Lymphoma

Primary diffuse large B-cell lymphoma of the ethmoid sinus: A case report

August 27, 2014     Jing-pu Yang, MD; Lian-ji Wen, MD; Chun-shun Jin, MD; Yan Liu, MD
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Abstract

B-cell lymphoma of the paranasal sinuses is rare. We present the case of a 42-year-old woman who presented with proptosis, diplopia, and vision disturbances in the right eye. She was diagnosed with diffuse large B-cell lymphoma of the ethmoid sinus. We describe the general clinical presentation, diagnosis, and differential diagnosis of this entity, and we review the pathology of diffuse large B-cell lymphoma.

Primary Burkitt lymphoma of the thyroid

December 20, 2013     Samuel Albert, MD
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Abstract

Primary Burkitt lymphoma of the thyroid is extremely rare. The author describes a new case in a 15-year-old boy who presented with a rapidly enlarging thyroid mass and dyspnea.

Secondary lymphoma of the parotid gland: Clinical experience

February 25, 2013     Lorraine Williams-Smith, MD, FACS; Reena Gupta, MD, FACS; and Ryan F. Osborne, MD, FACS
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 It is important to remember that parotid lymphomas do occur and should be considered in the differential diagnosis for parotid masses.

Primary cutaneous CD30-positive anaplastic large-cell lymphoma of the external auditory canal

December 31, 2012     Nuno Marcal, MD; Sofia Campelos, MD; Luis Dias, MD; Matos Goncalves, MD; Gabriel Pereira, MD; Tiago Godinho, MD
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Abstract

Primary cutaneous T-cell lymphoma is rare. Cutaneous lymphoma is defined as primary when there is an absence of nodal or systemic disease during the first 6 months following diagnosis. We report what we believe to be the first documented case of a primary cutaneous CD30-positive anaplastic large-cell lymphoma of the external auditory canal. The patient was an elderly woman who presented with progressively worsening right otalgia and hypoacusis. Otoscopy revealed an erythematic, ulcerative, nonbleeding, localized lesion in the anterosuperior area of the external auditory canal. The patient underwent an excisional biopsy, and after the diagnosis was established, she underwent 22 sessions of radiotherapy. During follow-up, she exhibited no evidence of recurrence.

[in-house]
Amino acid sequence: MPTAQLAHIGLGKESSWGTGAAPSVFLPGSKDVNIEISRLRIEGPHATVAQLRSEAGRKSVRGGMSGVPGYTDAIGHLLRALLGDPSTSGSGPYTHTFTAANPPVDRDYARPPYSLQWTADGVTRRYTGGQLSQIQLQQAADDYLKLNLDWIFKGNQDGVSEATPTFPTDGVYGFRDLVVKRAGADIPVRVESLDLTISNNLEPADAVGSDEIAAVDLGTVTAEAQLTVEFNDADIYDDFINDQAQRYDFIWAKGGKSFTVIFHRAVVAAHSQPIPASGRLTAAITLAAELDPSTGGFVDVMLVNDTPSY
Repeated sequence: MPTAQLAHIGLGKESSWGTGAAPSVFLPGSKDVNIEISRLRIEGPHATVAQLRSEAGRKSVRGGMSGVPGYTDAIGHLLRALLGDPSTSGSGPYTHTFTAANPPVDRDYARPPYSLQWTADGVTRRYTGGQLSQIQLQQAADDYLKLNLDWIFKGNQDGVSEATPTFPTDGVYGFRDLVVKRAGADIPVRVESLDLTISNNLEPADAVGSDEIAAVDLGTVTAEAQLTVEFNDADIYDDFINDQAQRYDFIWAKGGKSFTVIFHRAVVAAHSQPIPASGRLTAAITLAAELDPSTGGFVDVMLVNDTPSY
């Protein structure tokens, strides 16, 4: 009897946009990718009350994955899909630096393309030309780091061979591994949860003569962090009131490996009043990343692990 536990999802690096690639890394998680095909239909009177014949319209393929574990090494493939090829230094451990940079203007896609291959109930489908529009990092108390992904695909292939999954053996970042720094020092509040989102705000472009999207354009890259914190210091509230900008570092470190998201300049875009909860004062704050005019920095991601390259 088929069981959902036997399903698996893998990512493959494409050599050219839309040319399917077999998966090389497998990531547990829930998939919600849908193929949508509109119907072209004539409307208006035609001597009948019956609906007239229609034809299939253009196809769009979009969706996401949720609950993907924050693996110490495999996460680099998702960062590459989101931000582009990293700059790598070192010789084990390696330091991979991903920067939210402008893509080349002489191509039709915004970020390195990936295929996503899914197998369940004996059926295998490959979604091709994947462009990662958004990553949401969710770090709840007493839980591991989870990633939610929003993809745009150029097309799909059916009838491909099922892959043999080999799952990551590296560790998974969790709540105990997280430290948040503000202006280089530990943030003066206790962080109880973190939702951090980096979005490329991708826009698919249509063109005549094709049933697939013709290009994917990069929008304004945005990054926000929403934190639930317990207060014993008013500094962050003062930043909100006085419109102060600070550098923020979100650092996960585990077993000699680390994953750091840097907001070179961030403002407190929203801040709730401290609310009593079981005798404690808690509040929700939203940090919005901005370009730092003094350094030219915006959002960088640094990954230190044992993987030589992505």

Primary laryngeal NK/T-cell non-Hodgkin lymphoma: A case report

July 5, 2012     Draško Cikojević, MD, PhD; Ivo Glunčić, MD, PhD; Valdi Pešutić-Pisac, MD, PhD; Marisa Klančnik, MD, PhD; Zaviša Čolović, MD
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Abstract

The estimated prevalence of extranodal non-Hodgkin lymphoma ranges from 10 to 35% of all cases; a finding in the larynx is extremely rare. We describe the case of a 77-year-old man who presented for evaluation of a 1-month history of minor swallowing difficulty, cough, and a foreign-body sensation in the throat. Fiberoptic endoscopy detected a tumor mass on the left aryepiglottic fold. Vocal fold mobility was normal. A biopsy specimen was obtained, and microscopic analysis revealed that the stratified squamous epithelium was partially eroded by abundant infiltrate that had occupied the entire submucosa. The submucosal infiltration consisted of lymphatic cells, including small, medium-sized, and large cells with an anaplastic appearance. On immunohistochemical analysis, the lymphoma cell population stained positive for CD3 and CD2, focally positive for CD56, and negative for CD4, CD5, and CD7. In addition, tumor cells expressed TIA-1, perforin, and granzyme B. A complete radiologic, pulmonologic, and hematologic workup found no other tumor. The patient underwent two cycles of chemotherapy followed by radiotherapy, and he experienced complete tumor regression. At the 1-year follow-up, findings on fiberoptic endoscopy of the larynx were normal, and positron-emission tomography found no evidence of a recurrence. The prognosis for this type of tumor is good when the diagnosis is made in the early phase of the disease. Long-termfollow-up is advisable for the timely detection of possible local or distant recurrences, which are common.